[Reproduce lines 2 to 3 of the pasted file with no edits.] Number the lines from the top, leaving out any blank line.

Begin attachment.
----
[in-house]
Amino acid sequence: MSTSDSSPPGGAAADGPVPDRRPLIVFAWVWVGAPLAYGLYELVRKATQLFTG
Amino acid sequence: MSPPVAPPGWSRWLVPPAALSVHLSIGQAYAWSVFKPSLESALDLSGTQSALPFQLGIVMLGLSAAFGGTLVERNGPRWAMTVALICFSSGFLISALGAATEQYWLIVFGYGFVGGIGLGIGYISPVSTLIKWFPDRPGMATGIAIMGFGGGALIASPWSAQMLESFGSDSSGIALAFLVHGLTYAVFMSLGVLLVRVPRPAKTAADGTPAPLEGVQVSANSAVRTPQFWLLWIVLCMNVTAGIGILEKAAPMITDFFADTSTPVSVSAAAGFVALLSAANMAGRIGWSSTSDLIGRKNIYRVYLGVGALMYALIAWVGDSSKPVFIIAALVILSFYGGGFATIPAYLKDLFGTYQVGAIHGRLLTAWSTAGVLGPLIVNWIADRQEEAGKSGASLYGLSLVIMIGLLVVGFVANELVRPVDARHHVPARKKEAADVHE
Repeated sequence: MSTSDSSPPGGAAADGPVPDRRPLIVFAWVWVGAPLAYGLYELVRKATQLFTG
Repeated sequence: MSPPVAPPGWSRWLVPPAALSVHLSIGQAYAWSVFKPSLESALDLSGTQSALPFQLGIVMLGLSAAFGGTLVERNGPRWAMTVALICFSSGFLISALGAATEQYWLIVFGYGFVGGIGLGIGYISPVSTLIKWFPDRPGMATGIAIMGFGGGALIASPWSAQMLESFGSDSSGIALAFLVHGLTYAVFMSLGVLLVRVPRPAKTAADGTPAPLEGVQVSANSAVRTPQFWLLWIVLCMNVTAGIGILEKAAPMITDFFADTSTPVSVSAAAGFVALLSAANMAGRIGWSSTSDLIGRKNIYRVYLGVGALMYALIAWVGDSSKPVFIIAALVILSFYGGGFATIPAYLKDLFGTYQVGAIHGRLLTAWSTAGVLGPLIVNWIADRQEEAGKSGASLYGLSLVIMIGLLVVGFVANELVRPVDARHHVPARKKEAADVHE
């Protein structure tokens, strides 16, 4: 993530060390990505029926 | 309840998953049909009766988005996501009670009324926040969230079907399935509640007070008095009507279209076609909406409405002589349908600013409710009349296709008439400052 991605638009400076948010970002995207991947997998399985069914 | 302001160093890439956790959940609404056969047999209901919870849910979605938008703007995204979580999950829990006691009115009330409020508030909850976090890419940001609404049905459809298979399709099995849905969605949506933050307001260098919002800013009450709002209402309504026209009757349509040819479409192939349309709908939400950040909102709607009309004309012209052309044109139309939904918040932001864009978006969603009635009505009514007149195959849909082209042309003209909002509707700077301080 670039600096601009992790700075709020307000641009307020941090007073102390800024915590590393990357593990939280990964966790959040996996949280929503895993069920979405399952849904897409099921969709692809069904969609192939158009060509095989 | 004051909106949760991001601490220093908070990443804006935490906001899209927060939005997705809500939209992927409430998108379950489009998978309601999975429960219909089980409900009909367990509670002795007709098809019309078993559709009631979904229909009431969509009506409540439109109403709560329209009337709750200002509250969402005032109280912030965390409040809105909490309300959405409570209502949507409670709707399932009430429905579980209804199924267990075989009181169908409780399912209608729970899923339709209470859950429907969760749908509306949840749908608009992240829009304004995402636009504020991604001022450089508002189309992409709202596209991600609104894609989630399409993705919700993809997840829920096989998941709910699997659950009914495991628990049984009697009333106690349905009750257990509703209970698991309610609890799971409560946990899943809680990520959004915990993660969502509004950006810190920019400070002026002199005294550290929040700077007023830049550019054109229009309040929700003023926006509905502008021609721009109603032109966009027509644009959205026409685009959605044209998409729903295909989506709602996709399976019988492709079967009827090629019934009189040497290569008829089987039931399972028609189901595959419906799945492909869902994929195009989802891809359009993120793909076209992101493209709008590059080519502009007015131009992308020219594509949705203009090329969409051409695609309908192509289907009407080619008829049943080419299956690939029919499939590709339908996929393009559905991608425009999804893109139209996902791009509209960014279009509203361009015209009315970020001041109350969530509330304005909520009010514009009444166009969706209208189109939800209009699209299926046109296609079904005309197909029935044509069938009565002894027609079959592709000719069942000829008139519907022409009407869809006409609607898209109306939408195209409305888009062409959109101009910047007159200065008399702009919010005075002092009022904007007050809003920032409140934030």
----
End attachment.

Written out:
Amino acid sequence: MSTSDSSPPGGAAADGPVPDRRPLIVFAWVWVGAPLAYGLYELVRKATQLFTG
Amino acid sequence: MSPPVAPPGWSRWLVPPAALSVHLSIGQAYAWSVFKPSLESALDLSGTQSALPFQLGIVMLGLSAAFGGTLVERNGPRWAMTVALICFSSGFLISALGAATEQYWLIVFGYGFVGGIGLGIGYISPVSTLIKWFPDRPGMATGIAIMGFGGGALIASPWSAQMLESFGSDSSGIALAFLVHGLTYAVFMSLGVLLVRVPRPAKTAADGTPAPLEGVQVSANSAVRTPQFWLLWIVLCMNVTAGIGILEKAAPMITDFFADTSTPVSVSAAAGFVALLSAANMAGRIGWSSTSDLIGRKNIYRVYLGVGALMYALIAWVGDSSKPVFIIAALVILSFYGGGFATIPAYLKDLFGTYQVGAIHGRLLTAWSTAGVLGPLIVNWIADRQEEAGKSGASLYGLSLVIMIGLLVVGFVANELVRPVDARHHVPARKKEAADVHE